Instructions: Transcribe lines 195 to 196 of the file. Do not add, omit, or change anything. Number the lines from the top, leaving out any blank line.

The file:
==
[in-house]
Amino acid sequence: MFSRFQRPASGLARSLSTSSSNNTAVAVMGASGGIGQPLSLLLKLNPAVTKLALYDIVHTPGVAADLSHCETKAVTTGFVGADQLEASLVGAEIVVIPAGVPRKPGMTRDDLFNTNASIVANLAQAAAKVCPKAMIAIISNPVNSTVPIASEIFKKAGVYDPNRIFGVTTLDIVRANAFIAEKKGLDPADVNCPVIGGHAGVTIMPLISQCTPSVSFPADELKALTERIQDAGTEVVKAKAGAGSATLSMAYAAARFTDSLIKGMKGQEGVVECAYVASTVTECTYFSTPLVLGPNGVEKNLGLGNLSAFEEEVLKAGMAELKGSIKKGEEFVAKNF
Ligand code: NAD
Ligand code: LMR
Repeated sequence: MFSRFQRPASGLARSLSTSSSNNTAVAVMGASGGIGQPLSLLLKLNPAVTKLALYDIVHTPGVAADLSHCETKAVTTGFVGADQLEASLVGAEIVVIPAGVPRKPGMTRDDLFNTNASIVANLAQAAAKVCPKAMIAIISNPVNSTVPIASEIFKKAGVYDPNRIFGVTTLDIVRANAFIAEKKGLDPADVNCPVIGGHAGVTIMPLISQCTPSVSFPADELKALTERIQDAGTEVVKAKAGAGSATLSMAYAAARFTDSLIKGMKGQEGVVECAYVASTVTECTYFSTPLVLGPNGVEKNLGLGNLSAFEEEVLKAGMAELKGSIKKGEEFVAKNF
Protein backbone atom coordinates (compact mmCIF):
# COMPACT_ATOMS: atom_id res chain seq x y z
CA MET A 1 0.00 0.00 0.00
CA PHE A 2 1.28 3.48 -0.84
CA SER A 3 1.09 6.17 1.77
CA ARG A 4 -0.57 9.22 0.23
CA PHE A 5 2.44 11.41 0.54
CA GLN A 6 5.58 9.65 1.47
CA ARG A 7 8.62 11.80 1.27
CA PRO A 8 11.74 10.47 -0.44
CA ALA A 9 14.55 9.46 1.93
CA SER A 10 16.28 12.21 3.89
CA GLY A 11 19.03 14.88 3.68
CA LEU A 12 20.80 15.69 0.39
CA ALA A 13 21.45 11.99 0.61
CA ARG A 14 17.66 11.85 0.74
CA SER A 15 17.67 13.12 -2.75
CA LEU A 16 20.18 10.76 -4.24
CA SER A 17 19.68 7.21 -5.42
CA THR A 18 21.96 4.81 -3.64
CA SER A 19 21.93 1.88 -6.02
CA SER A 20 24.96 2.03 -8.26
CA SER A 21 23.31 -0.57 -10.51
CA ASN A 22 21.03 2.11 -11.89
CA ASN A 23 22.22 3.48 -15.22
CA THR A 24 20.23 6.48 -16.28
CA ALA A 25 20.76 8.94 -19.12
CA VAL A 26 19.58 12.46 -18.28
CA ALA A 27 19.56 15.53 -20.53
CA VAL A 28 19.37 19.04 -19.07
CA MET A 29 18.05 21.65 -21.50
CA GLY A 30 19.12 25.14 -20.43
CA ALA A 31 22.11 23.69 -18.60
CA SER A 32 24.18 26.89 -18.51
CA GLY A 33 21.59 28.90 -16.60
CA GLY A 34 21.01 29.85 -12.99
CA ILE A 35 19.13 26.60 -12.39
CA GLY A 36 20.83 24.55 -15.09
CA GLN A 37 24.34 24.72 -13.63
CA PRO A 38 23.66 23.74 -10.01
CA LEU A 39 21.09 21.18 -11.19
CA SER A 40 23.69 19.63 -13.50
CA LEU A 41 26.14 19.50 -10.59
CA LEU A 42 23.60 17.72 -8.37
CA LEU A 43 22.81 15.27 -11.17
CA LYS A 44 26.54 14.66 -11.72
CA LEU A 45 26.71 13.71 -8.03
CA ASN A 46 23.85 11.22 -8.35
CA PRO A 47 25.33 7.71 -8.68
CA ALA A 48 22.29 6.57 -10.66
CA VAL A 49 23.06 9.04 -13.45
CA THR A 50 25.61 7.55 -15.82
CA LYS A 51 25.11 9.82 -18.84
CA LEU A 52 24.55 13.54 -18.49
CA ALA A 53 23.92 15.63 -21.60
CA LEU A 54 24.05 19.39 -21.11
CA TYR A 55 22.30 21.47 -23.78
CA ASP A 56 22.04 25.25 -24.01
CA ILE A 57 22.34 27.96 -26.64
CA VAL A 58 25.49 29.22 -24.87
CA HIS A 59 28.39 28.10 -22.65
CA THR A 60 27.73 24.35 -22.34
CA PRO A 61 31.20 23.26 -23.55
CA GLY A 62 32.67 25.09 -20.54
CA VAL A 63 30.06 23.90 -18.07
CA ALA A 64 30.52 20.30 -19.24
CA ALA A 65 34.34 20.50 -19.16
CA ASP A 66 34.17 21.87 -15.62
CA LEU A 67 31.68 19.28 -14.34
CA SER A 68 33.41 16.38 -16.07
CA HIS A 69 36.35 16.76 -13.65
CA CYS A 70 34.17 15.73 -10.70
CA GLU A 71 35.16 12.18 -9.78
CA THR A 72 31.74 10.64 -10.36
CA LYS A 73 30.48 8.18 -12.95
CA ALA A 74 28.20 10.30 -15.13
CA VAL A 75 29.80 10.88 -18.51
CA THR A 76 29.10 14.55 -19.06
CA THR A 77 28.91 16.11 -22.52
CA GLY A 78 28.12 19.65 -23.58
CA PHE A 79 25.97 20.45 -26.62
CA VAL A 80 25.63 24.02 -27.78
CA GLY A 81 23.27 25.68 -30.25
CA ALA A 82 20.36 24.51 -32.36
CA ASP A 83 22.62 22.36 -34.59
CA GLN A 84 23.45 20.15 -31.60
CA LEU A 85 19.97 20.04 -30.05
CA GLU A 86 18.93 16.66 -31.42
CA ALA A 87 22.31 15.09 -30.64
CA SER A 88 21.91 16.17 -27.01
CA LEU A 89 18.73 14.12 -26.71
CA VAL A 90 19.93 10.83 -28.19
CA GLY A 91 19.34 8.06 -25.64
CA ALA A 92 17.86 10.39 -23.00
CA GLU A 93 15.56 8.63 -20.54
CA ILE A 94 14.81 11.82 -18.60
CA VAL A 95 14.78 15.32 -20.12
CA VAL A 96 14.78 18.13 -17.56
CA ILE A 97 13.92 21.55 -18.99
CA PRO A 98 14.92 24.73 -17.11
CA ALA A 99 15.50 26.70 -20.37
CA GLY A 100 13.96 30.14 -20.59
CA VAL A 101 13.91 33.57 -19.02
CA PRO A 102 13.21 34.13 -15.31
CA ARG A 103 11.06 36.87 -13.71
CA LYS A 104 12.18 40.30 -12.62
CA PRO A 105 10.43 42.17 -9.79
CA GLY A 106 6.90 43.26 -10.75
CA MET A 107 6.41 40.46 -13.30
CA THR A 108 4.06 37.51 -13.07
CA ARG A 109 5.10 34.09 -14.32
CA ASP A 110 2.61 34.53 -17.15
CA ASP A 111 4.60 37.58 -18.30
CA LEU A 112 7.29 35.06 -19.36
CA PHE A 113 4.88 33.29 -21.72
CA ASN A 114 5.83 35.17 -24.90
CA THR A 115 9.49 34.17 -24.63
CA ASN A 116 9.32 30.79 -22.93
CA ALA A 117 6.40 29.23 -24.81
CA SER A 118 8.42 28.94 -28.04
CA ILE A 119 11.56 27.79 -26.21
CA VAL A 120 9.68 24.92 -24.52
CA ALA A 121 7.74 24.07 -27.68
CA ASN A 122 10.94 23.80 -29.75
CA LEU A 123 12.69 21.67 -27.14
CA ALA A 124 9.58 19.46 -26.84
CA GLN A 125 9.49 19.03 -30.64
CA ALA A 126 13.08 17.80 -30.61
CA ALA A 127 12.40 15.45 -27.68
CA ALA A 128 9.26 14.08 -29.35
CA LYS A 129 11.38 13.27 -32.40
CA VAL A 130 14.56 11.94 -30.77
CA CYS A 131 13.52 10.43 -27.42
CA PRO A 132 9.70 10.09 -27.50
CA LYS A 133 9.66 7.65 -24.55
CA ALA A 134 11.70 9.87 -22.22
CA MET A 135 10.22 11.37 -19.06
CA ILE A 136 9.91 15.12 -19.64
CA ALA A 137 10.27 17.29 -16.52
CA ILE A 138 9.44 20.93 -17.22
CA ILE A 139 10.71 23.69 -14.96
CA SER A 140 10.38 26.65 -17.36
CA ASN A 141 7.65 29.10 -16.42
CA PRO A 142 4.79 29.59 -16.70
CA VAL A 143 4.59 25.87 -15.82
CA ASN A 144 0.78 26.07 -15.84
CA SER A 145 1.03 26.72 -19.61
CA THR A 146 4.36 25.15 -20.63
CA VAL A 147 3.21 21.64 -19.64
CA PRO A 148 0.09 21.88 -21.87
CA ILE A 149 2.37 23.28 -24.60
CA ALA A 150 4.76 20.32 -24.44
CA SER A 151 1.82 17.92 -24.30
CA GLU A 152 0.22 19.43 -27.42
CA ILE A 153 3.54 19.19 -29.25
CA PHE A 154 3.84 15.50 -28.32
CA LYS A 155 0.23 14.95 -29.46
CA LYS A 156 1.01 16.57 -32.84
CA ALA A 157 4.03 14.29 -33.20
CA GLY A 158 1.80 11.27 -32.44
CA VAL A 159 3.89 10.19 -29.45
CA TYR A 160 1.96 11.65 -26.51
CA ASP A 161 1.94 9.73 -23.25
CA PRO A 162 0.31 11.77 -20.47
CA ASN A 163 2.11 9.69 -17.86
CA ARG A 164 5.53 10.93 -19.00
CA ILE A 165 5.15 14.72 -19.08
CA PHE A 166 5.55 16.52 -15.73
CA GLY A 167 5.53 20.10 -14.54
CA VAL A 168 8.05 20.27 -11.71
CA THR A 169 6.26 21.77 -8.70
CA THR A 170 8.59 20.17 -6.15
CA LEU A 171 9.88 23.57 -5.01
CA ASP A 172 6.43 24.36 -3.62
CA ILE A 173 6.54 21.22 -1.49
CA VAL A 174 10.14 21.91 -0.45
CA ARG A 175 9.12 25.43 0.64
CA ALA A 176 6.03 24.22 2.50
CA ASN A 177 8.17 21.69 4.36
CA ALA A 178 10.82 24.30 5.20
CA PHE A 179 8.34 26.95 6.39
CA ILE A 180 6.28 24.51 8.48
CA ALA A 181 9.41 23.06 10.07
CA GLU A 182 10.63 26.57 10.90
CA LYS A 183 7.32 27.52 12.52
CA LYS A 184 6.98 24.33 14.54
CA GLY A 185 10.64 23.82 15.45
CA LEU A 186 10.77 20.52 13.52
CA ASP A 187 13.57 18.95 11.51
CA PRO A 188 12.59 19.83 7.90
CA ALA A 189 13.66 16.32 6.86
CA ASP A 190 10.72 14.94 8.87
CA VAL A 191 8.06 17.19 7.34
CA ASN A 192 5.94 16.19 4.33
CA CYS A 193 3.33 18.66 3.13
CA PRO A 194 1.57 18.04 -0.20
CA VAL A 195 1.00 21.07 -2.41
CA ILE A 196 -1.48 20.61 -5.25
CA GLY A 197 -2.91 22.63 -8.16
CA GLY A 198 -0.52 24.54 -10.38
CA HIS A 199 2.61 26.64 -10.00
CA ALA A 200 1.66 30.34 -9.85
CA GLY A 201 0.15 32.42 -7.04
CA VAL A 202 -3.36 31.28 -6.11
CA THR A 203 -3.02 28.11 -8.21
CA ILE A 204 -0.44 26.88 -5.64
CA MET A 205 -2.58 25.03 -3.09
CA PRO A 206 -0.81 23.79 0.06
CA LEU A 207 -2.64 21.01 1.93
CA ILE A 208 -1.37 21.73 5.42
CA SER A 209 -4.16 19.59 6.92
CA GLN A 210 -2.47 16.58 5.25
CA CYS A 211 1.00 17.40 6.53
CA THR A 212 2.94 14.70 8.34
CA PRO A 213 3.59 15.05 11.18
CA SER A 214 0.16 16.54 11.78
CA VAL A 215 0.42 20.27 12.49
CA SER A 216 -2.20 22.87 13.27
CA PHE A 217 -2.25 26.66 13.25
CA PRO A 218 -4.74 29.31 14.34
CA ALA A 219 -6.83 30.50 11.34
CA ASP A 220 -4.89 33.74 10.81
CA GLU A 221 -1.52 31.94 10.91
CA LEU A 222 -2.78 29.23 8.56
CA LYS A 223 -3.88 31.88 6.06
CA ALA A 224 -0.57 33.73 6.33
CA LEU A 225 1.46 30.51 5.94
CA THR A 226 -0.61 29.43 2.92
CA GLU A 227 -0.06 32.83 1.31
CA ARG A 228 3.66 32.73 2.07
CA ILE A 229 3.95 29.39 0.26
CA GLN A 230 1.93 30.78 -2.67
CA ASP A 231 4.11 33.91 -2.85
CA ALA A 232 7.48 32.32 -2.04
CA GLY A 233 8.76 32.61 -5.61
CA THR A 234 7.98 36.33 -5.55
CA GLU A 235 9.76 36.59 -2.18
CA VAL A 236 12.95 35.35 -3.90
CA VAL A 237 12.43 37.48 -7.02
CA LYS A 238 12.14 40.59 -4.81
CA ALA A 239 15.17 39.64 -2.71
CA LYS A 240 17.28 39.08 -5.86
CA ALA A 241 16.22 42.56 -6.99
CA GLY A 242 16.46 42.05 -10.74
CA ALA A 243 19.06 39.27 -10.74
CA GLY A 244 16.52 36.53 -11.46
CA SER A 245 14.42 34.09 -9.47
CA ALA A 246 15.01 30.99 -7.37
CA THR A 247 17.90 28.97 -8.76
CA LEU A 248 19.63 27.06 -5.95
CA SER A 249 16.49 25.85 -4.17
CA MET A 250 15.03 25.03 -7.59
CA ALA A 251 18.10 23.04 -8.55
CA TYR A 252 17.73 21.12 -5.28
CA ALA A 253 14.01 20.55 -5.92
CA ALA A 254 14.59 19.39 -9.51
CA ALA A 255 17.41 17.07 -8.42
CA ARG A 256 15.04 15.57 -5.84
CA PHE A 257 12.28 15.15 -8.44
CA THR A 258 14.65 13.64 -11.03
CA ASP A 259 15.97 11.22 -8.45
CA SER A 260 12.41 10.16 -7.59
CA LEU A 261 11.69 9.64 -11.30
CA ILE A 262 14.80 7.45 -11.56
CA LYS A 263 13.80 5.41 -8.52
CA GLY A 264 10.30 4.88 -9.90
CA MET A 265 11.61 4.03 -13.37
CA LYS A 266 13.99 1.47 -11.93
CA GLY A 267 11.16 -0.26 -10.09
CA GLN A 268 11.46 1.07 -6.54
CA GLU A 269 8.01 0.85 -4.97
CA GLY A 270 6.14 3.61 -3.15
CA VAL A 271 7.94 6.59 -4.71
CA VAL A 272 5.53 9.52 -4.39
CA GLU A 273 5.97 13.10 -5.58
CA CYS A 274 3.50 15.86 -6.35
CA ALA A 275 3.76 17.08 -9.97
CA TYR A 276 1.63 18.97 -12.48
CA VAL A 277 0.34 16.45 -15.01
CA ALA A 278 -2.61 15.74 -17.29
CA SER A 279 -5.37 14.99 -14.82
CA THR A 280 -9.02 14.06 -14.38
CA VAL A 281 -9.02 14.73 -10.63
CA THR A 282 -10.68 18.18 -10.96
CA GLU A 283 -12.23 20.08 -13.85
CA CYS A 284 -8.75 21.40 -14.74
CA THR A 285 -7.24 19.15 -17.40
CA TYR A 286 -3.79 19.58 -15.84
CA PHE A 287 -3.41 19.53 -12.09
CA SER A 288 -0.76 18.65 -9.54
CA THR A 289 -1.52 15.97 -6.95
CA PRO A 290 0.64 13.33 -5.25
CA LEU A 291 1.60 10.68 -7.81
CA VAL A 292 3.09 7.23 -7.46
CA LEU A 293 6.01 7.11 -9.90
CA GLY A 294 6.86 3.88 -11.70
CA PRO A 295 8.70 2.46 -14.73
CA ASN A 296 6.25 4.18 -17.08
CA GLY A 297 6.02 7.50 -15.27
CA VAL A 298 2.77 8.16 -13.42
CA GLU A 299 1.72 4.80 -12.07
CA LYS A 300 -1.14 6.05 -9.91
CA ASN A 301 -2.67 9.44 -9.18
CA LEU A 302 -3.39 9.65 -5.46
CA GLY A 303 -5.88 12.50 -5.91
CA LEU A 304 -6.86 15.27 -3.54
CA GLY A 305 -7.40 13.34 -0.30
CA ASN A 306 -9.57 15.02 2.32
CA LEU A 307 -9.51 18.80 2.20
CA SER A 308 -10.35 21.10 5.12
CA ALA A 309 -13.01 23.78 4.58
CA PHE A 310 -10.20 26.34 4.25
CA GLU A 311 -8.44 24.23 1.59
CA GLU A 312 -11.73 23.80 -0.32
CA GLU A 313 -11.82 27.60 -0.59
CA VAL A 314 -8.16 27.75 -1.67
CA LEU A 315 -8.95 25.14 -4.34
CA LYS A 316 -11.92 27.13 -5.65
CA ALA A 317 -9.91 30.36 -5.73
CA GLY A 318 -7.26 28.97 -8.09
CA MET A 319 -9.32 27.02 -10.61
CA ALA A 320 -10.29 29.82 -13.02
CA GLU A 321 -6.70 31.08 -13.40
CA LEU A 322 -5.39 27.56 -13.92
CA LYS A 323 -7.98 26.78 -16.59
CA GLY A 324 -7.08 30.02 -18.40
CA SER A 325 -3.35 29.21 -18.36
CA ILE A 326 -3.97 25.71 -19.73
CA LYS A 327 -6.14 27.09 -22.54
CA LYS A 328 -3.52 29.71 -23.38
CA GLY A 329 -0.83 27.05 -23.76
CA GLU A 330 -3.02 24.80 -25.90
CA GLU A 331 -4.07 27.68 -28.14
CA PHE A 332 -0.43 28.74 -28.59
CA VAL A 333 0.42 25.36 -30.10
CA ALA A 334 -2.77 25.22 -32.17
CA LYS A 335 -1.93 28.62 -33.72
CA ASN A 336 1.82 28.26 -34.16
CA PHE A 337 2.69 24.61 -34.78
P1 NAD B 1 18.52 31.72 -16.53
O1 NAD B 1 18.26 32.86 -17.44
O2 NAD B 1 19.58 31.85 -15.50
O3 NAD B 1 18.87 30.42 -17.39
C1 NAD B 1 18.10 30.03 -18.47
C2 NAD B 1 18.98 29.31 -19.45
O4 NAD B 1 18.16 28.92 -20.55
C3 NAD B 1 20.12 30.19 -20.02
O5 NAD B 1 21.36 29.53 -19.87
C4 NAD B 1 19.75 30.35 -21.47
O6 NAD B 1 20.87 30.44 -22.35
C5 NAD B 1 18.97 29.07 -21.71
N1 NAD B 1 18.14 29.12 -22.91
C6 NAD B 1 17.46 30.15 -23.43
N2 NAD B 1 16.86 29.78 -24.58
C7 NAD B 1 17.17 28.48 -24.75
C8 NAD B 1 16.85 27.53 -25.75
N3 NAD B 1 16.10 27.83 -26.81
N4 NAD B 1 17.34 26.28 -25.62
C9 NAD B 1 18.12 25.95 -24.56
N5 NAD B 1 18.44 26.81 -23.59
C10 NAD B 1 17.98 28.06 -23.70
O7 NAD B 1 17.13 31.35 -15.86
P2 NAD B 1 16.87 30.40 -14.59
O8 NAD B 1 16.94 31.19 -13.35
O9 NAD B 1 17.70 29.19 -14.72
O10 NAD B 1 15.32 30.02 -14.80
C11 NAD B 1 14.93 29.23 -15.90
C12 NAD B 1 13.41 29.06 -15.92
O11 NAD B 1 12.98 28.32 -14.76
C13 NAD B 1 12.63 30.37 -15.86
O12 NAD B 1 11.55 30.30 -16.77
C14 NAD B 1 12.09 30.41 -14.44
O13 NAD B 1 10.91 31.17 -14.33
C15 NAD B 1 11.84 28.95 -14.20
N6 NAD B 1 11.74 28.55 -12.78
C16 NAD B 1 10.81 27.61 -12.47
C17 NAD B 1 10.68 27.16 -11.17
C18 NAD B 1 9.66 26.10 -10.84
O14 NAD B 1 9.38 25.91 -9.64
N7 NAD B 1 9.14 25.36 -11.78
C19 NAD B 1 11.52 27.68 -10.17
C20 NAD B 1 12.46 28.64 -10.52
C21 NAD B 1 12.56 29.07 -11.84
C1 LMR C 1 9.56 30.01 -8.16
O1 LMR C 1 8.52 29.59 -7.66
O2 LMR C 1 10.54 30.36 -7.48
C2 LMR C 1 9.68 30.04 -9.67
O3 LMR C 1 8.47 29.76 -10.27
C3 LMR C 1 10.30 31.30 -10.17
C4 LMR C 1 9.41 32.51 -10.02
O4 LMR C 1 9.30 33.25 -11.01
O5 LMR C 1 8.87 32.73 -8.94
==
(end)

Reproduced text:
CA PRO A 188 12.59 19.83 7.90
CA ALA A 189 13.66 16.32 6.86